Using Deployer To Deploy Drupal 8 Sites

Deployer is a PHP based deployment tool that I have been using very successfully for a number of months now. It comes with a number of different recipes to deploy a variety of PHP based applications, including Laravel, Symfony, Yii, and Drupal.

I first found Deployer when looking for a deployment package that suited my needs. Phing had been my tool of choice for a number of years, but it had proved problematic trying to debug the XML syntax when things needed tweaking. As I was deploying PHP applications it made sense to me to use a PHP based system to do the deployment. I looked at tools like Capistrano, but as I wasn't that familiar with Ruby I was worried that I wouldn't be able to debug mistakes or customise the deployment process easily.

I have been using Deployer ever since to deploy this site, and after my 100th deployment things are still running smoothly. I've been so impressed with the tool that I thought I would put together a quick guide on getting up and running with it.

Getting Set Up

My usual way of using tools like this is to include it in the project itself as a dev dependency, rather than install them globally. The first step is to install deployer as a dev dependency in your composer file.

composer require --dev deployer/deployer

After this you can run an initialisation command to get things setup with Deployer.

./vendor/bin/dep init

This will ask a few questions about what platform you are using and where the git repository for the project is being hosted. When finished you will have created a file called deploy.php in the root of your project.

The following is an example of a deploy.php file for Drupal 8 created during this process.

namespace Deployer;

require 'recipe/drupal8.php';

// Project name
set('application', 'my_project');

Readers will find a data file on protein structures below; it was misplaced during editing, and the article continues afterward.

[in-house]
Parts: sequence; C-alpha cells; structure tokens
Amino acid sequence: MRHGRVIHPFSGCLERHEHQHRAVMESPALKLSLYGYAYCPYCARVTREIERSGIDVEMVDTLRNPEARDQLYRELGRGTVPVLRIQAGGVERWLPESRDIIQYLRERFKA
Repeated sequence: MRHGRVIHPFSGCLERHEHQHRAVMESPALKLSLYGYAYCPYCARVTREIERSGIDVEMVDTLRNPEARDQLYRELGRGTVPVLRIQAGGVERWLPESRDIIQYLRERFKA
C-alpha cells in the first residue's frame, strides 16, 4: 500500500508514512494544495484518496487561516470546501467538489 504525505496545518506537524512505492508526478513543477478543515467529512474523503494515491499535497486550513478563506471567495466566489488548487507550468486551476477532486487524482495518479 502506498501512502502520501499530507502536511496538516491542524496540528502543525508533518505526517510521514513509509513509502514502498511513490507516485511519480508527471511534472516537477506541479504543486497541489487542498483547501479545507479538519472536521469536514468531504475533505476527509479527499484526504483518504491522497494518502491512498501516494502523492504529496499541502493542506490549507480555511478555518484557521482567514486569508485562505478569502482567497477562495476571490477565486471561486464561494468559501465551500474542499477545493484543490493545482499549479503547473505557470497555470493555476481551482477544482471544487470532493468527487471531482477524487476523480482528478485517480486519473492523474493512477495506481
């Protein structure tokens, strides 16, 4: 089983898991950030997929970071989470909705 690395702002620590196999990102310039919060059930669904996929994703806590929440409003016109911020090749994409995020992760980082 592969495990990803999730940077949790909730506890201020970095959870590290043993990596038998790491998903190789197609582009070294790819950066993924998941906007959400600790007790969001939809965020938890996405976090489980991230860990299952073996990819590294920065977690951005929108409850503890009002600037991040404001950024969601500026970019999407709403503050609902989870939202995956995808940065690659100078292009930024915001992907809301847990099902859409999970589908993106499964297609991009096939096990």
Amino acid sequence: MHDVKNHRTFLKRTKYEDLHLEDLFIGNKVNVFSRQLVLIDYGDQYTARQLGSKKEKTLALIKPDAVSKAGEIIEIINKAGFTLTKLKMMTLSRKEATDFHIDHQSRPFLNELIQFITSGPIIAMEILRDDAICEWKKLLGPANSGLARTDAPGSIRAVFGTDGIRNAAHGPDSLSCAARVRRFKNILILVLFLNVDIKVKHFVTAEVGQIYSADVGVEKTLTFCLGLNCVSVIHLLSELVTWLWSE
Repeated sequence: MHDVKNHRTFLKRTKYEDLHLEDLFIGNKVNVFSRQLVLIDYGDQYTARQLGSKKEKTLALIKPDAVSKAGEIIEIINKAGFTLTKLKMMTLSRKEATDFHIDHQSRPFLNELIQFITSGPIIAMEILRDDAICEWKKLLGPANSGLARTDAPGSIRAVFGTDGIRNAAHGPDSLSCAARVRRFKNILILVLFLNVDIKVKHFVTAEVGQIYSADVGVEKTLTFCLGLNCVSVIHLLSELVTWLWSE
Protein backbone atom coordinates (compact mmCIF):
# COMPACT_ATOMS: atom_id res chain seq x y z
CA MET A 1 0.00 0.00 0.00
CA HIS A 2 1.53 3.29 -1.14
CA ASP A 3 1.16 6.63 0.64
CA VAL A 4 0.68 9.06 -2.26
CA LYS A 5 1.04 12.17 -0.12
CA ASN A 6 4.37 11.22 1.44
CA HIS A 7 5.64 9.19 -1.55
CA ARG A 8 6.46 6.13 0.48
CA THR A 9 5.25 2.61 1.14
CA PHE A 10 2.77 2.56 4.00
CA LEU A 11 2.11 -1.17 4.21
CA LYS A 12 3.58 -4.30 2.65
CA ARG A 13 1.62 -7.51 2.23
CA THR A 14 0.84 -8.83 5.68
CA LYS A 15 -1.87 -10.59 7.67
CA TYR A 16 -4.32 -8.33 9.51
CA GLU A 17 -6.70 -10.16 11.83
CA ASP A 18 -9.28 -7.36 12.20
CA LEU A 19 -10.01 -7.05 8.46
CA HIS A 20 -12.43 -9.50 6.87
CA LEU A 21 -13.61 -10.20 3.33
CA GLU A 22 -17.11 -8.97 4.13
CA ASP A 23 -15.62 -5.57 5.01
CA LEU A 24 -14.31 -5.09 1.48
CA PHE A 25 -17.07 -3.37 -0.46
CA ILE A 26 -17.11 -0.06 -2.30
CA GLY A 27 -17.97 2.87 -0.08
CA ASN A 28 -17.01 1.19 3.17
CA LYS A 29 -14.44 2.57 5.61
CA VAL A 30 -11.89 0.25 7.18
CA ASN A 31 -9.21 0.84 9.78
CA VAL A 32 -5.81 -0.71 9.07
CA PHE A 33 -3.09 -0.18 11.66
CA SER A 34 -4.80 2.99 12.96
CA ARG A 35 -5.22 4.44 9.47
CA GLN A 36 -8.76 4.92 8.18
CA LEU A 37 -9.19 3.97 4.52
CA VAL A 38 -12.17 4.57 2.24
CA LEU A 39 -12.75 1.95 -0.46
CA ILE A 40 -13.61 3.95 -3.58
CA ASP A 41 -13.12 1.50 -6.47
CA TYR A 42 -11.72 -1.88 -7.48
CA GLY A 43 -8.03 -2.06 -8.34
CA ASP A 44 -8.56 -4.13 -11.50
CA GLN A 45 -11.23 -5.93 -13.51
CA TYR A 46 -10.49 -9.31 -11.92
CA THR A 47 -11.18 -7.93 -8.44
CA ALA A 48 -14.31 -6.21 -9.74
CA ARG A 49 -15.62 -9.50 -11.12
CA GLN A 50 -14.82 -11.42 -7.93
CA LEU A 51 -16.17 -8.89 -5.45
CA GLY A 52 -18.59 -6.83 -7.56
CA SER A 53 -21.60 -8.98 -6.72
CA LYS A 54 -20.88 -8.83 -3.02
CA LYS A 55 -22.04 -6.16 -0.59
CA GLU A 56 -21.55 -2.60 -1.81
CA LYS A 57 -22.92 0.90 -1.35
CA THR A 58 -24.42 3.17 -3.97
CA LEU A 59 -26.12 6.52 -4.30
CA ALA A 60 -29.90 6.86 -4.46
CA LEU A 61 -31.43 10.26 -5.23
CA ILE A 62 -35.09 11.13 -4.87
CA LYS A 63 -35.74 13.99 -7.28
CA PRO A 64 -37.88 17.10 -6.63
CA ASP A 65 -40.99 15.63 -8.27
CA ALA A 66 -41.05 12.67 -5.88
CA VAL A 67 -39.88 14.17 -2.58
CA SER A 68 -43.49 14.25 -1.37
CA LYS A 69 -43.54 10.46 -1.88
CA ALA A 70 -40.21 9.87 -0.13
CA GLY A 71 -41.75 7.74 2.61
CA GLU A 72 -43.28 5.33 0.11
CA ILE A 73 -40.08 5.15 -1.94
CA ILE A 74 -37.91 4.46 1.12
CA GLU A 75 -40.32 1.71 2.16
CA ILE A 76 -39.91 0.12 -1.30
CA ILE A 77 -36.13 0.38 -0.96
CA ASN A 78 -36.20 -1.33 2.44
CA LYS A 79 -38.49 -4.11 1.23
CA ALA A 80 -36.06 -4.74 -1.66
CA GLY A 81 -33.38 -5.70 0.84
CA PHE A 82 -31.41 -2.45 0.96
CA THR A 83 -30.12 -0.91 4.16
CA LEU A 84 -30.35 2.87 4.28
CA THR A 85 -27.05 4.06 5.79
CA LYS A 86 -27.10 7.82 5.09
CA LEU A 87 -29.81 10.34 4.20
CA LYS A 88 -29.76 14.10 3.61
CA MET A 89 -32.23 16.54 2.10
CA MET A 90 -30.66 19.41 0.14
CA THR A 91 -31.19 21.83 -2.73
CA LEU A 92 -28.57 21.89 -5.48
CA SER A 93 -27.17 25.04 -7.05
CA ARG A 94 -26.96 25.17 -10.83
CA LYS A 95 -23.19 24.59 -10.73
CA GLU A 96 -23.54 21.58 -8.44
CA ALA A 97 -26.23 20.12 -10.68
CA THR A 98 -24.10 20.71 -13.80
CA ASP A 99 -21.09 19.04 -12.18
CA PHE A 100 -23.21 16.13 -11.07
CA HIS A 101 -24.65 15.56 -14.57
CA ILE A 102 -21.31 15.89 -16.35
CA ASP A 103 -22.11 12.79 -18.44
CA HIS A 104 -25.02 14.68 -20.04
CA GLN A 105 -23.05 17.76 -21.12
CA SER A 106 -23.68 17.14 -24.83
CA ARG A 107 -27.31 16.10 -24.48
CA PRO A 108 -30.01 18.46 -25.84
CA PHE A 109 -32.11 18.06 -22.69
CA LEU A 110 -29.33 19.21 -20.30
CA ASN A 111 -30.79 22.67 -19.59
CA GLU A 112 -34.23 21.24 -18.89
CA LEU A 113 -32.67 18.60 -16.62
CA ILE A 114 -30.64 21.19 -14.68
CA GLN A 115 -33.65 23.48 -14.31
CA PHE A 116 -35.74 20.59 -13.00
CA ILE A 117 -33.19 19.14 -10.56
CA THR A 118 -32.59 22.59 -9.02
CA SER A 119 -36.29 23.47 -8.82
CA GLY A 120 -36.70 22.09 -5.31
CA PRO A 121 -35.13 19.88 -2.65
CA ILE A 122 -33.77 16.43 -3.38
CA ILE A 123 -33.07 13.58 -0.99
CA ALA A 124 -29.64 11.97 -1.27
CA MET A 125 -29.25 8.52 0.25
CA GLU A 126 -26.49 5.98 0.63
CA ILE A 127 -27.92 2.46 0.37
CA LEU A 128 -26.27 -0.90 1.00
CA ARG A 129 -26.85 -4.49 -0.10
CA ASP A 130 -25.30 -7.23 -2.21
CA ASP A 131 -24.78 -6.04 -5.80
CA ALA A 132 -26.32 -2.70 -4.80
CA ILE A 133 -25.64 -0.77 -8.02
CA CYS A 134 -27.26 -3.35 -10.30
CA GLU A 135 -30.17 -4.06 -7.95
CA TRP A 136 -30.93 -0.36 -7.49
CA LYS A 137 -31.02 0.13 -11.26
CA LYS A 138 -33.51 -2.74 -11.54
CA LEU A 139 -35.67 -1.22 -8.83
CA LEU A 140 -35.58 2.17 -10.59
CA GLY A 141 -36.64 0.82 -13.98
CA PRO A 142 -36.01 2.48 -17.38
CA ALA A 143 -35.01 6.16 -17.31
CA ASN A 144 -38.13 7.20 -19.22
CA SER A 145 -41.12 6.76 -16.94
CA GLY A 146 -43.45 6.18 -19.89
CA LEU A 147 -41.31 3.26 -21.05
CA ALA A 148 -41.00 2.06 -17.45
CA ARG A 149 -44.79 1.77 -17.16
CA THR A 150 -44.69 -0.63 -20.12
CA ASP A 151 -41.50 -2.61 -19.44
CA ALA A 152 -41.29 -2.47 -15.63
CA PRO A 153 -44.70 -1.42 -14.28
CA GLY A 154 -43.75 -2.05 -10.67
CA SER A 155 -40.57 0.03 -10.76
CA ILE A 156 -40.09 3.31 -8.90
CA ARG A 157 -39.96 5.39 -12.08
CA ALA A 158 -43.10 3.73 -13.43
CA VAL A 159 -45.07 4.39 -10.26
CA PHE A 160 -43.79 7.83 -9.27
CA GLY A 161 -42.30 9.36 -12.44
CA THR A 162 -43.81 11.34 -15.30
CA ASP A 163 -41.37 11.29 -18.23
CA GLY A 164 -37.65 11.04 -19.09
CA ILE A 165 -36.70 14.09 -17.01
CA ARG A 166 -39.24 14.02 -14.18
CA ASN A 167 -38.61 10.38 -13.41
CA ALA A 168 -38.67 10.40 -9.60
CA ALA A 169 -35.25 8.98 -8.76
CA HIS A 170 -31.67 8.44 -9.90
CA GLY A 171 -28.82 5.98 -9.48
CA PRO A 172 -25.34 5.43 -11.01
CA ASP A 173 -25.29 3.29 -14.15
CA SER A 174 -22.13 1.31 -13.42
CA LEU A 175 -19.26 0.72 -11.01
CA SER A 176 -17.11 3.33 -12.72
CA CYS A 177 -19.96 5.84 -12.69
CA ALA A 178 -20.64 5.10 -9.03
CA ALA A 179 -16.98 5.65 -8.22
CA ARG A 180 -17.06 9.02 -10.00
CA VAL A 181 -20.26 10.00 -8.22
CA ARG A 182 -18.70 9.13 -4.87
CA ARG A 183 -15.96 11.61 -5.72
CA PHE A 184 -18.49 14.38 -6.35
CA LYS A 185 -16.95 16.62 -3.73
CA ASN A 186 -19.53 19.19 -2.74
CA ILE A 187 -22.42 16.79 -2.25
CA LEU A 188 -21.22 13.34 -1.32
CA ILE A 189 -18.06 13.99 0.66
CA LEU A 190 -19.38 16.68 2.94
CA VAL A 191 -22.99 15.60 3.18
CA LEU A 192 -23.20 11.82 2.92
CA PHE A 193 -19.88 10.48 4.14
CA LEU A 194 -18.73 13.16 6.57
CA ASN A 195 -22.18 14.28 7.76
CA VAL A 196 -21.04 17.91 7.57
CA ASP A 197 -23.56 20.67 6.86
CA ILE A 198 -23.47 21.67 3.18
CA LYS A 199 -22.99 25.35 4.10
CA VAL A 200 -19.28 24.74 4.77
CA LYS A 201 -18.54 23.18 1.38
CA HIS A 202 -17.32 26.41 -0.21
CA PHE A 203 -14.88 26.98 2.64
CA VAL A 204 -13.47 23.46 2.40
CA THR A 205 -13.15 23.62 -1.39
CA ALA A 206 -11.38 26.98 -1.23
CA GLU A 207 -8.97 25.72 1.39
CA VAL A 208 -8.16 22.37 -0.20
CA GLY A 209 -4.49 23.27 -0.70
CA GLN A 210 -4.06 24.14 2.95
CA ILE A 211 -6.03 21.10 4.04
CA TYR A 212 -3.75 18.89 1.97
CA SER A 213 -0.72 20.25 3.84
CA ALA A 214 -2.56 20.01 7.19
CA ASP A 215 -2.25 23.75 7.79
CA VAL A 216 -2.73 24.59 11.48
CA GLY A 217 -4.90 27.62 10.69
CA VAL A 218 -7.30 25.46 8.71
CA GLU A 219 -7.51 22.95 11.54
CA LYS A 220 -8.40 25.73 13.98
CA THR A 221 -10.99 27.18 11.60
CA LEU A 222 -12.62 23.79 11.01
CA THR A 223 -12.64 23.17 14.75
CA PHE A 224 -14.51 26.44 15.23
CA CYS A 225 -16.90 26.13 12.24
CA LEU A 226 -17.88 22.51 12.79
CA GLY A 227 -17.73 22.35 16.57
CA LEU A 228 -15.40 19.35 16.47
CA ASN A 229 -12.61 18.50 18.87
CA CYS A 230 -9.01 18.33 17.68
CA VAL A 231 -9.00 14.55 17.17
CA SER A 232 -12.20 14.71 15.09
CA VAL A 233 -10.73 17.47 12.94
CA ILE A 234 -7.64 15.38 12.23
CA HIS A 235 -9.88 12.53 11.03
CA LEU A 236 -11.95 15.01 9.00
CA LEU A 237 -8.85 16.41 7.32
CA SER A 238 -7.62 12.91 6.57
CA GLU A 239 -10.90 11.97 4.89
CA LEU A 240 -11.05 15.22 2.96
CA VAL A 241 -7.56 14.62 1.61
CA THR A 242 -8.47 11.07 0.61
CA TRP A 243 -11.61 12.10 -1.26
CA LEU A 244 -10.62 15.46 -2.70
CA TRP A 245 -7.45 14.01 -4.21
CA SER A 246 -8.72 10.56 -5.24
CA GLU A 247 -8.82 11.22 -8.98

// Project repository
set('repository', '[email protected]:gitaccount/gitrepo.git');

// [Optional] Allocate tty for git clone. Default value is false.
set('git_tty', true); 

// Shared files/dirs between deploys 
add('shared_files', []);
add('shared_dirs', []);

// Writable dirs by web server 
add('writable_dirs', []);

// Hosts
    ->set('deploy_path', '~/{{application}}');    
// Tasks
task('build', function () {
    run('cd {{release_path}} && build');

// [Optional] if deploy fails automatically unlock.
after('deploy:failed', 'deploy:unlock');

Out of the box I needed to tweak a few settings to get things working.

The directories that are used by Drupal to store user files needed to be updated in my setup. By default Deploy assumes that your Drupal codebase will be flat, i.e. the web root will be in the root of the repository. My codebase is a composer setup using a directory called 'docroot' as the web directory. This requires a change to the shared files directives in order to point them at the right place.

The special variable drupal_site can be used here, by default this points to 'default' and so can be used here to point to the correct directory if you are using a multi-site setup. The shared_dirs parameter here points to an area in the deployment directories that is shared, I'll come back to this point later. The writeable_dirs parameter allows Deployer to set the correct permissions on certain directories so that they can be written to by the website. Here is what I changed for my own deployment file.

set('shared_dirs', [

set('writable_dirs', [

You might notice that the default deploy.php file allows you to add to these directives, whereas in the above example I have overwritten them with the set() function. This is because I wanted to simply overwrite them and not add to the values.

Next you'll need to setup the parameters used to connect to the remote server and where the deployment directory is located. I have previously talked about how to set up a user that will allow you to connect and deploy correctly using Deployer. The following expands the default created hosted settings by also setting a user and port to connect through.

    ->set('deploy_path', '/var/www/html/myproject');

Further customisations can be made to other existing parts of the deploy.php file. One part that you might want to tweak is the task() function. This function is held in the drupal8.php file (included at the top of the deploy.php file) and is used to inform Deployer what to run during the deployment. You can copy this from the drupal8.php file and modify it as you need.

task('deploy', [

Deployment Structure